It took over 24 hours to reach Kyiv from my native Riga. A trip which a year and a half ago would have taken an hour by plane. As I sat on the first of two trains and looked out of the window at the Polish landscape, I wondered – how will I feel entering a country at war? How will I respond to night-time missile strikes, how will it be, spending an entire day in Bucha, where just over a year ago mass atrocities committed by Russian soldiers were uncovered and broadcasted to the world?
I am not Ukrainian. I am Latvian. Latvia and Ukraine share a history of occupation, oppression, and aggression at the hands of Russia. When Russia launched this brutal invasion, I, and so many other people from countries which have experienced Russian imperialism for centuries, felt that the war was very personal to us too. And that Ukraine is fighting not only for their freedom, but also for ours.
Needless to say, the trip to Ukraine was a deeply personal, and emotional one for me.
If you have watched “Oh, Sister!”, you’ll know that one of the most powerful elements of the film is its depiction of the kindness, resilience and bravery of ordinary people. Being in Kyiv, especially during a week when Russia launched almost nightly missile and drone attacks on the city, it was the resilience and bravery of ordinary people that I found most powerful there too.
Walking through Kyiv in the middle of the day what I saw and felt was not war. I saw and felt everyday acts of defiance and overwhelming resilience - street musicians playing patriotic songs, such as Okean Elzy’s “Bez boyu” (without a fight) with children dancing to the music around them; street artists incorporating anti-war messaging and traditional Ukrainian imagery in their art; Ukrainian flags and tributes to people who have been killed lining city streets; people wearing traditional “vyshyvankas” (embroidered clothing) and determinedly speaking Ukrainian, visibly countering the Kremlin narrative that Ukraine has no culture or language of its own.
Life in Kyiv was buzzing. People were going about their days, enjoying meals with friends in the sunshine, almost as if everyone was sending a collective middle finger to the invader, saying – you won’t scare us into submission, you won’t stop us from living.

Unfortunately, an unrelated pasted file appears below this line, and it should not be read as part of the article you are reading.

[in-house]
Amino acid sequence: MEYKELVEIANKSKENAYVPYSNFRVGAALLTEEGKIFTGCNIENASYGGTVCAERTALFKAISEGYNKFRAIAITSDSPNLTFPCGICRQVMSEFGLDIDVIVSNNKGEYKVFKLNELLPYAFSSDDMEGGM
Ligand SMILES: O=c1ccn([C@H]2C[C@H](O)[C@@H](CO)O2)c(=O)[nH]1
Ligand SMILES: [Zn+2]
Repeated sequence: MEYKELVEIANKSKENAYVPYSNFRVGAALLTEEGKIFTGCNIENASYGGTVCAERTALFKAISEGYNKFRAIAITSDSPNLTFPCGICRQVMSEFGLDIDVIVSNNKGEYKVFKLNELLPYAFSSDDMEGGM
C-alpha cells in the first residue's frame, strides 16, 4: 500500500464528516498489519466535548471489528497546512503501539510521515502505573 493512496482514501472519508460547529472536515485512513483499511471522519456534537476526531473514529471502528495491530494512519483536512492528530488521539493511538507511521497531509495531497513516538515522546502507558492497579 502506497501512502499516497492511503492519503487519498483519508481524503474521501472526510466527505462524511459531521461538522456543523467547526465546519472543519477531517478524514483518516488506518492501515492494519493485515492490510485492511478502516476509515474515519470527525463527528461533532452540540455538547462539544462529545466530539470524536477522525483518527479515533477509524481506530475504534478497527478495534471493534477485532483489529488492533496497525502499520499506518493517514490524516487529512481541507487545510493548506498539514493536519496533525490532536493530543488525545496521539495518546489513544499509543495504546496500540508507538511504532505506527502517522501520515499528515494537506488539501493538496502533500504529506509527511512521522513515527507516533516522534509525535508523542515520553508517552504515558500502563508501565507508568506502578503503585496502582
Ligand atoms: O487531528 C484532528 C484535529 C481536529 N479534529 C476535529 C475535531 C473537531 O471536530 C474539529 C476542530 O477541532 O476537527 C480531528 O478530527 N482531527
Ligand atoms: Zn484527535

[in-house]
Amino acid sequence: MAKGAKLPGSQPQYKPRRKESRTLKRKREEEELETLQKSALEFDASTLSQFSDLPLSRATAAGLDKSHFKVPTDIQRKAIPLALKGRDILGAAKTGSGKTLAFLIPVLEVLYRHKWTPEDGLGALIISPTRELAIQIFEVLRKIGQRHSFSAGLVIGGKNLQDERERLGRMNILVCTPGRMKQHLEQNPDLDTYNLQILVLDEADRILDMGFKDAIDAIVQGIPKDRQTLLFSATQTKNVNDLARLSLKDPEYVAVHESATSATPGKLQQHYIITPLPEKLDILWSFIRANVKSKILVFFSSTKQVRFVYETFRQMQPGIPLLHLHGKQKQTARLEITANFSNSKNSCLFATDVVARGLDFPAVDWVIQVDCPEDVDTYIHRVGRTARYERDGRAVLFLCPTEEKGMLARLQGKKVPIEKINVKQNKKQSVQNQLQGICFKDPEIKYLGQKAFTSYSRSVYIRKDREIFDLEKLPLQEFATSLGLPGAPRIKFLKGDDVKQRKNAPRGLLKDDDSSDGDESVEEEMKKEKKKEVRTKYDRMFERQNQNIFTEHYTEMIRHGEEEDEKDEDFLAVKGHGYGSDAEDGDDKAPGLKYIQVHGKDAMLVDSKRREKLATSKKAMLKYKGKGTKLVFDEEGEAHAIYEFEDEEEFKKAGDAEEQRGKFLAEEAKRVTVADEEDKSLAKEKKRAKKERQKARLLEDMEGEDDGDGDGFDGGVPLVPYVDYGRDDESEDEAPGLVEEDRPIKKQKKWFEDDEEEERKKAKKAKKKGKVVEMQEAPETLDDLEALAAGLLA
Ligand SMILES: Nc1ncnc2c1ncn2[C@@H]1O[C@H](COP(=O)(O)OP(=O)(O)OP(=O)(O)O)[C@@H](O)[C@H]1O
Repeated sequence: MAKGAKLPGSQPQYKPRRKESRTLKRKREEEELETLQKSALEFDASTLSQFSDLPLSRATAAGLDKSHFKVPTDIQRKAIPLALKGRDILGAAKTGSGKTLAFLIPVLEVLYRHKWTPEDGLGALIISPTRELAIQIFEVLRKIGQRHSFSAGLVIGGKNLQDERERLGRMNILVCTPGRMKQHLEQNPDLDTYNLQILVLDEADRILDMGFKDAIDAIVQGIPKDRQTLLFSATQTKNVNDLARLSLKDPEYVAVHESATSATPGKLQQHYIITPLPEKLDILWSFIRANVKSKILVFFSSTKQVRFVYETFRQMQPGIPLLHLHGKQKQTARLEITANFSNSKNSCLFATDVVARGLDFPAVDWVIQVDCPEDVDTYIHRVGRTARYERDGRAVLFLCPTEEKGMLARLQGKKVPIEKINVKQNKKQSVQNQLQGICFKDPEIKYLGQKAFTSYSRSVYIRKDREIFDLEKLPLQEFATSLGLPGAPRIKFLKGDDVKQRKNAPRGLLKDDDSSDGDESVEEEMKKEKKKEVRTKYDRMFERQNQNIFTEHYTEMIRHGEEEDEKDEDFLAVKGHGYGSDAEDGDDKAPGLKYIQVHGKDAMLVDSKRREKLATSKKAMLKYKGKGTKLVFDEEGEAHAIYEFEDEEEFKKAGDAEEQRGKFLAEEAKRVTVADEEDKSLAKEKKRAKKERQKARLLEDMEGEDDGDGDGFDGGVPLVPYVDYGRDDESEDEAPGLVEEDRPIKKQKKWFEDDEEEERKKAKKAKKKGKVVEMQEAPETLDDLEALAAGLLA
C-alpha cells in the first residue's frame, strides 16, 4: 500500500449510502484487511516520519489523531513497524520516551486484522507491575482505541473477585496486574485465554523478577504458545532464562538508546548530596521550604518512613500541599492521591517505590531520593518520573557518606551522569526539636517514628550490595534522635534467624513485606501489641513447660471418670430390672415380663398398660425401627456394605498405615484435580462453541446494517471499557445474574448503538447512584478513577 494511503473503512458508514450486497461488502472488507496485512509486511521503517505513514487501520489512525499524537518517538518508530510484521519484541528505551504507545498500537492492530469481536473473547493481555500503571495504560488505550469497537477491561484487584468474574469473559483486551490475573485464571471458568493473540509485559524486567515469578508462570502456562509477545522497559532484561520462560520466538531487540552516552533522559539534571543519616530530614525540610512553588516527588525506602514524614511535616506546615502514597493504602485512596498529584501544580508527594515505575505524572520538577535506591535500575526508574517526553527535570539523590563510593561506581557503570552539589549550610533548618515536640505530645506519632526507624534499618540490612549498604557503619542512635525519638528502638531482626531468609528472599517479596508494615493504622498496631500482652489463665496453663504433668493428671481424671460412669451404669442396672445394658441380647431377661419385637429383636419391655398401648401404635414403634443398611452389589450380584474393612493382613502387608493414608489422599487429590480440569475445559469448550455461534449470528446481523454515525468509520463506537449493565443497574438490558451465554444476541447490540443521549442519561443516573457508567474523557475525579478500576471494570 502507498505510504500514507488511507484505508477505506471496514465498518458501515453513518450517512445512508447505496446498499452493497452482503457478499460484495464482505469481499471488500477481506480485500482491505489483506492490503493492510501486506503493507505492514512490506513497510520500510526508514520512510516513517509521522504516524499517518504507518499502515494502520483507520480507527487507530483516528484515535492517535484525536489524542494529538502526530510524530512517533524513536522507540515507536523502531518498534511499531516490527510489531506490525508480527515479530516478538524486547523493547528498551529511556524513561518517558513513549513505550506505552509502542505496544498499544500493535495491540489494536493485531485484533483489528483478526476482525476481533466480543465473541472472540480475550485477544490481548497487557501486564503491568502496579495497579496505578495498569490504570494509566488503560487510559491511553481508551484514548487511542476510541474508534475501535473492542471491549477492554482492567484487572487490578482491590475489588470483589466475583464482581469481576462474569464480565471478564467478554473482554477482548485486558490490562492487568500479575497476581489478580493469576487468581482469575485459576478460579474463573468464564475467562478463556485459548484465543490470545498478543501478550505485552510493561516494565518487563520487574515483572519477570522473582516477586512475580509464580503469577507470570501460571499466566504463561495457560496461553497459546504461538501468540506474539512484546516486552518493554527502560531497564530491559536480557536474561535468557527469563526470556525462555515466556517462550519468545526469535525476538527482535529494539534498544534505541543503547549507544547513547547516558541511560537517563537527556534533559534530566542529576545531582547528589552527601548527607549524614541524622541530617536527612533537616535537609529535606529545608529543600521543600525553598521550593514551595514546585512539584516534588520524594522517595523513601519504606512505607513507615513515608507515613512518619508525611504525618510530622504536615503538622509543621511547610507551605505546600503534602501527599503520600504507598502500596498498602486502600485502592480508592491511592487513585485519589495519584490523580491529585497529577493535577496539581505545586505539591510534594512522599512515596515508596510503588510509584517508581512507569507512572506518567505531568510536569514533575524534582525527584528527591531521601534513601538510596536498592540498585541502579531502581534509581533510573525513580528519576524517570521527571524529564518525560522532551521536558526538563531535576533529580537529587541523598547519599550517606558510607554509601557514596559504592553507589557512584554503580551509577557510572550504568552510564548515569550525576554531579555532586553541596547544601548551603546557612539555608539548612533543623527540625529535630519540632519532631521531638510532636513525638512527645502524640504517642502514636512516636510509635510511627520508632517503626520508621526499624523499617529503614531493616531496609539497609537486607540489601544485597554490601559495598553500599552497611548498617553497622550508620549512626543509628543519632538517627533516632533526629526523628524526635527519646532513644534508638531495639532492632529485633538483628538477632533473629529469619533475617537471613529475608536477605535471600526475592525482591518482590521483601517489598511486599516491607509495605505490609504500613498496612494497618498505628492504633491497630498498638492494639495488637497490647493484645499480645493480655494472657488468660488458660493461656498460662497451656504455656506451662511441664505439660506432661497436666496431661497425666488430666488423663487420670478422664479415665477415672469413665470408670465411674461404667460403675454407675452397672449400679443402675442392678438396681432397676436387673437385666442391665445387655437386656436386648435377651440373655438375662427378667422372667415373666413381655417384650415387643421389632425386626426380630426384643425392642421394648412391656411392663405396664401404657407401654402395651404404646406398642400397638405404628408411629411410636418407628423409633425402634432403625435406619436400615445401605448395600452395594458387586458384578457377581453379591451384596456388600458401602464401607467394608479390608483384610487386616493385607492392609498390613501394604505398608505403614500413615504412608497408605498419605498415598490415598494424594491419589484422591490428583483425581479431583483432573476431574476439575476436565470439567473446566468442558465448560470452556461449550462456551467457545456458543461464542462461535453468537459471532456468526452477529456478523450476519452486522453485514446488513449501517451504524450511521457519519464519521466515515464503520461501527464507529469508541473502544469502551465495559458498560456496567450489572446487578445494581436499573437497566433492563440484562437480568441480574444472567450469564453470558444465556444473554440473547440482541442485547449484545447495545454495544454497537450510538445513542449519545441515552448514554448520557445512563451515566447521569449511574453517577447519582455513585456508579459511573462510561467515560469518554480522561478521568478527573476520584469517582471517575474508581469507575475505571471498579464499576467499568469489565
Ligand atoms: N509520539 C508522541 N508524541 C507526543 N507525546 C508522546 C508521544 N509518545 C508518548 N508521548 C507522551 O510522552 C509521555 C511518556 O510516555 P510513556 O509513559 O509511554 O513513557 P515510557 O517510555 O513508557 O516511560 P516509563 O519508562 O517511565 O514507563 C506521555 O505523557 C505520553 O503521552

The city felt defiantly, beautifully alive.
In Bucha, and Irpin, where I travelled to take part in the Bucha Journalism Conference, the feeling was different. Fences still bear visible scars of occupation, many buildings are not yet rebuilt, and people’s faces look somber. The road from Irpin to Kyiv is littered with tank traps and check points, and hundreds of burnt cars of people who attempted, unsuccessfully, to flee besieged areas, are piled high as a reminder of the atrocities which took place.
But even on the backdrop of the reminders of horror, resilience was palpable. A shipping container sporting a spray-painted slogan – "перемога за нами" (victory is ours), next to piles of burnt cars decorated with traditional sunflowers. Fences being replaced, and buildings rebuilt, and life going on where so much death and pain was inflicted just over a year ago.
In times of war and conflict dominant narratives focus on the military and often overlook other acts of defiance. Yet wars are not only fought and won on the battlefield. Those same narratives also show men as heroes, while women are seen predominantly as victims. Yet women are crucial to peace-building. “Oh, Sister!” challenges those perceptions, and shows an entirely different, but no less important, fight for peace. It was important to show it to reporters who shape public narratives.
But what I saw in Kyiv, Bucha and Irpin challenges those narratives too. Songs, street art, rebuilding, everyday acts of defiance – they all contribute to fighting for peace. They may not provide physical security, but they do provide inspiration, moral support, and a collective uplifting in the face of war.
The journalism conference where “Oh, Sister!” was screened challenged those narratives as well.
Journalists by virtue of their being are also fighting for peace. Not only do they report what is happening, they are documenting war crimes, recording history in the making, and fighting propaganda, which plays a central role in Russia’s invasion (moreover, around 70% of those present at this particular conference were women, typically newsrooms only have between 25-40% women).
Wars are multidimensional, and a wide variety of people play numerous crucial roles in the struggle to end them. Seeing, and recognizing the roles women, LGBTIQ people, artists, ordinary people play in achieving peace, justice and freedom is not only representative of reality, it is also crucial for ensuring sustainable, inclusive peace. Because being seen is crucial to being recognized, and to being included.
In Ukraine every Ukrainian is fighting for freedom, for justice and for peace. As is echoed throughout "Oh, Sister!", it is their joint efforts which will ultimately bring victory and restore peace in Ukraine.
Written by Daina Ruduša
Daina is NWI's Head of Media and Communications. She has 15 years of communications experience from a variety of feminist civil society organizations including OutRight International, ILGA-Europe, Bill & Melinda Gates Foundation, and others. She has an LLM in Public International Law and Human Rights. Daina lives in Riga with her two dogs.
Photos used in this blog were taken by the author.